Energy Efficiency Professionals Group

The increasing roles of DERs, connected technology and Big Data are driving rapid change in energy efficiency. As we shape the Utility of the Future, this community will help you keep up with the latest developments. This group is part of the Energy Management Network.

10,962 Subscribers

Article Post

The price of solar energy in São Paulo, Brazil

From time to time I check the price of solar energy to see if it is feasible for my house in São Paulo.

I accessed the solar portal and used the calculator available. To produce 6 thousand kWh per year the investment is of  R$ 28 000 (USD 7 500) associated to a 5 kW system.

My financial calculator indicates that for a period of 5 years of amortization and considering 1% of interest per month, it turns out that, the monthly payment of this investment is R $ 623. Equivalent to R$ 1.2/kWh with respect to the 500 kWh/month energy delivered by the system.

ELETROPAULO, which is the concessionaire that connects my house to the public grid, sells energy at R$ 0.6/kWh.

Even if you take into account the tax subsidies that you may get, there is no way to justify the investment. It means that the energy of the public grid, predominantly produced from hydroelectricity, is way more competitive than solar, even considering the entire value chain involved (generation, transmission and distribution).

Tag:

Content Discussion

Raul Sosa's picture
Raul Sosa on June 12, 2018

You are not considering the electricity price increase in your equation. How much will you paid in a 20 year period with your current electricity provider ? How much will you pay in the same period, if you go solar? That is the number you need to calculate 

Rafael Herzberg's picture
Rafael Herzberg on June 13, 2018

Raul thanks for your comment!

Using your line of thought PV would become feasible if the predicted future power prices (regulated rates) climb substantially. In the post's example it would mean basically that PV would start becoming attractive if we project a doubling of the regulated rates - at least.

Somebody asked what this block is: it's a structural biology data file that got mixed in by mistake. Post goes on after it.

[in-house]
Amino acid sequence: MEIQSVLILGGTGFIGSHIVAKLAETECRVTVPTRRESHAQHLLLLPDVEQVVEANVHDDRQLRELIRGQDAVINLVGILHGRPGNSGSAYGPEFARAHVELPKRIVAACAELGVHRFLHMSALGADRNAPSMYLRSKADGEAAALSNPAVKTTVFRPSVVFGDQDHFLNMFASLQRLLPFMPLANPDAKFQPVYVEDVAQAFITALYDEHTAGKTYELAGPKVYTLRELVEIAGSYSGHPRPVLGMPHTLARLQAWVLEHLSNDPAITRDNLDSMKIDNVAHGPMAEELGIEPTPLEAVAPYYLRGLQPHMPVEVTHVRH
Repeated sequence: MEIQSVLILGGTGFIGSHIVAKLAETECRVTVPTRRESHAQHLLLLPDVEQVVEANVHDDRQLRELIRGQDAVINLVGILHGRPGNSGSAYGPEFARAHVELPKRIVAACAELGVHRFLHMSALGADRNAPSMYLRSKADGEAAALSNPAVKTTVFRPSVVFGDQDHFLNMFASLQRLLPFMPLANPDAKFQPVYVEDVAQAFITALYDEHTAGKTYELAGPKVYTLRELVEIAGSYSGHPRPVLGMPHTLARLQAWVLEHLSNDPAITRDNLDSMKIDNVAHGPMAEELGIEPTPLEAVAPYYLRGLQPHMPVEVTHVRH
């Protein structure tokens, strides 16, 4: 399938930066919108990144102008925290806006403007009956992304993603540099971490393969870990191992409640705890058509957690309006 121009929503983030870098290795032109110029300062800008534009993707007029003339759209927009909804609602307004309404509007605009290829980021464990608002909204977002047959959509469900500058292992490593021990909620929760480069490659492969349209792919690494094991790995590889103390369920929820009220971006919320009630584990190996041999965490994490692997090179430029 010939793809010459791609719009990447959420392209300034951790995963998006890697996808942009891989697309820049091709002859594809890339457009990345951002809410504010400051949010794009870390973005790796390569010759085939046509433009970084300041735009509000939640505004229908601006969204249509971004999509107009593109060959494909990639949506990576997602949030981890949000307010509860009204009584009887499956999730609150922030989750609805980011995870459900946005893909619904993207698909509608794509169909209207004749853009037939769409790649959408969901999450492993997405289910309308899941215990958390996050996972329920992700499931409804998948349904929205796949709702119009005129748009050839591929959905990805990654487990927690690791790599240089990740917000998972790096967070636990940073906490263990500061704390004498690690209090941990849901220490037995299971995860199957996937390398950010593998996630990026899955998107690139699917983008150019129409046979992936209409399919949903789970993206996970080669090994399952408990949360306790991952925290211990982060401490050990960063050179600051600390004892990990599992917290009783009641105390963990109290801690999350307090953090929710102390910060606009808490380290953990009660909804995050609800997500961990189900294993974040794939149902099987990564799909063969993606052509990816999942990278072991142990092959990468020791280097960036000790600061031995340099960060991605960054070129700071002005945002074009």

This then becomes a guessing exercise! Anyway what I see here in São Paulo, not many home owners are going for PV given the poor IRR (negative actually). 

These home owners I talk to are not really in the mood to consider a substantial rate increase to justify the PV solution. 

It should be mentioned that Brazilian power rates are already among the highest (BRICS for example). So the competitive edge is a point that should be considered as well.

In your home land do people decide based on predicted power increase or will they calculate using existing power prices vis-a-vis the required PV investment?



 

Bruce Mweemba's picture
Bruce Mweemba on June 19, 2018

Wow I am enjoying the discussion. Rafael besides that, there is an inverse relationship between battery capacity (ampere hours) and the size of load connected to solar. If you have loads with heating elements and motors, the investment in solar would be much more in cost and space (square metres) in order to reliably use your appliances. 

Further, there is no guarantee that in the next 20 years, that solar installation will not  break down or require maintenance. This aspect adds a cost to solar investment and brings us back to a guessing exercise. 

In summary, I feel public grid remains reliable and attractive. Solar can only be used as standby source for light loads.